Wednesday, September 5, 2012

AFM President Ray Hair on Radio Royalty Fairness

Ray Hair, International President of the American Federation of Musicians, recently spoke out in response to internet radio legislation currently being crafted in Congress. Led by Rep. Jason Chaffetz (R-Utah), the "Internet Radio Fairness Act of 2012" aims to level the playing field for digital radio services by holding them all to the same set of standards when determining the royalty rates that they are required to pay to content owners (currently, internet radio services are required to pay much higher rates than satellite or cable radio services).

While the concept seems fair in principle, the initially proposed solution calls for a reduction in the royalties paid by internet radio services to align with the lower rates paid by satellite and cable services. If passed, this would be a major setback for content owners. As Hair notes, "instead of ensuring that terrestrial radio stations pay musicians fairly – just as many digital radio stations already do – it would allow the digital platforms to pay musicians less too, at rates far below market value. The bill would effectively unleash a race to the bottom, with radio platforms competing to see which can pay musicians the least. Rather than emulating the one corner of the digital music industry that seeks to give artists their fair share, it attacks that example at the expense of struggling artists -- all with the goal of further enriching companies that already make their money off  artists’ backs."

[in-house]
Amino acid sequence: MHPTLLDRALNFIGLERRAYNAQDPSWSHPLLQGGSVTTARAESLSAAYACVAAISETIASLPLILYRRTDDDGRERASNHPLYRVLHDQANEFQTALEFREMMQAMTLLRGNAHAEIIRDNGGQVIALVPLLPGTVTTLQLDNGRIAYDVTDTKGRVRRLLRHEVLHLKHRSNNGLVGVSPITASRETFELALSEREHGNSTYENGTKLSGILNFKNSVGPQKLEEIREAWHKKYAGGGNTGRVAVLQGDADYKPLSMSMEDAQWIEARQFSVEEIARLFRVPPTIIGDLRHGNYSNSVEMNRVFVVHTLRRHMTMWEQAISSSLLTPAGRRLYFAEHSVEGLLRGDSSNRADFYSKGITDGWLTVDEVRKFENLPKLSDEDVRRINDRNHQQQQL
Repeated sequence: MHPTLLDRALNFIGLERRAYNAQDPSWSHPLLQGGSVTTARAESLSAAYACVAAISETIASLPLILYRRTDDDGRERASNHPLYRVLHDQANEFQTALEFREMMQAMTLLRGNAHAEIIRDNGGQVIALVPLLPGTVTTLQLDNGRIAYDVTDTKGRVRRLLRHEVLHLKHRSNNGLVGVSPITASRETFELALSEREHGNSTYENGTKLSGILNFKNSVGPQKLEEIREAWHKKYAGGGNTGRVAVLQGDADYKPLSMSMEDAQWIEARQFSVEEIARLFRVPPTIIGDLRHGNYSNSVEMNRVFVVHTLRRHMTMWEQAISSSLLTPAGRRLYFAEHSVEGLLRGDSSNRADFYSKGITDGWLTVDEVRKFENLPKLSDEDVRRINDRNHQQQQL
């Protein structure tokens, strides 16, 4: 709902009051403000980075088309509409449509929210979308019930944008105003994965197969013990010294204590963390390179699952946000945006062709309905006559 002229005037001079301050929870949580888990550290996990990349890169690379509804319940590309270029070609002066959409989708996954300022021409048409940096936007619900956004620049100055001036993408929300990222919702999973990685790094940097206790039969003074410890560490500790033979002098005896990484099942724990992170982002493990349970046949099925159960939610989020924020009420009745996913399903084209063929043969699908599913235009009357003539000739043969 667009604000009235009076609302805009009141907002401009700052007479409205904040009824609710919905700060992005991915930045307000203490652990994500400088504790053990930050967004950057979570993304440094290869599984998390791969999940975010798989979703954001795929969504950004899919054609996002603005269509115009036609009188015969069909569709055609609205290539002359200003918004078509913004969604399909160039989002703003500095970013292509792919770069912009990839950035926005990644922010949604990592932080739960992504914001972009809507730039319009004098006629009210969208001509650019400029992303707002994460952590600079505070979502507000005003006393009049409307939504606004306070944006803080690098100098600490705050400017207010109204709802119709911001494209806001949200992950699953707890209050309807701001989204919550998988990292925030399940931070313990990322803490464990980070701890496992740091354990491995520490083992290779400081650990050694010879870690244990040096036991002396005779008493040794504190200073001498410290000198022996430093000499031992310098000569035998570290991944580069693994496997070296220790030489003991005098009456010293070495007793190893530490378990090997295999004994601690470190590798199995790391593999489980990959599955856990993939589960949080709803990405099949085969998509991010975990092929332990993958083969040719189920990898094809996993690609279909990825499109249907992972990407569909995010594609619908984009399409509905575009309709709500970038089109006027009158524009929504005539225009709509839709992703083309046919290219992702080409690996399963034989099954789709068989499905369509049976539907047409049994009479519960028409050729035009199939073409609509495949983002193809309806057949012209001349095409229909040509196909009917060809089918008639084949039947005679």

Hair goes on to make several other arguments in favor of more pro-artist solution to radio royalty equity, and includes terrestrial radio broadcasters (who currently pay nothing to recording artists and labels, unlike digital services who pay songwriters, publishers, artists and labels) in his challenge to "support the musicians that give life to the songs we love, and bring joy to the world." As Hair states, "paying musicians isn’t an inconvenience to radio’s business model – it’s an essential part of it."

Read Ray Hair's full op-ed from The Hill's Congress Blog

Read more about the legislation-in-oppgrogess here:

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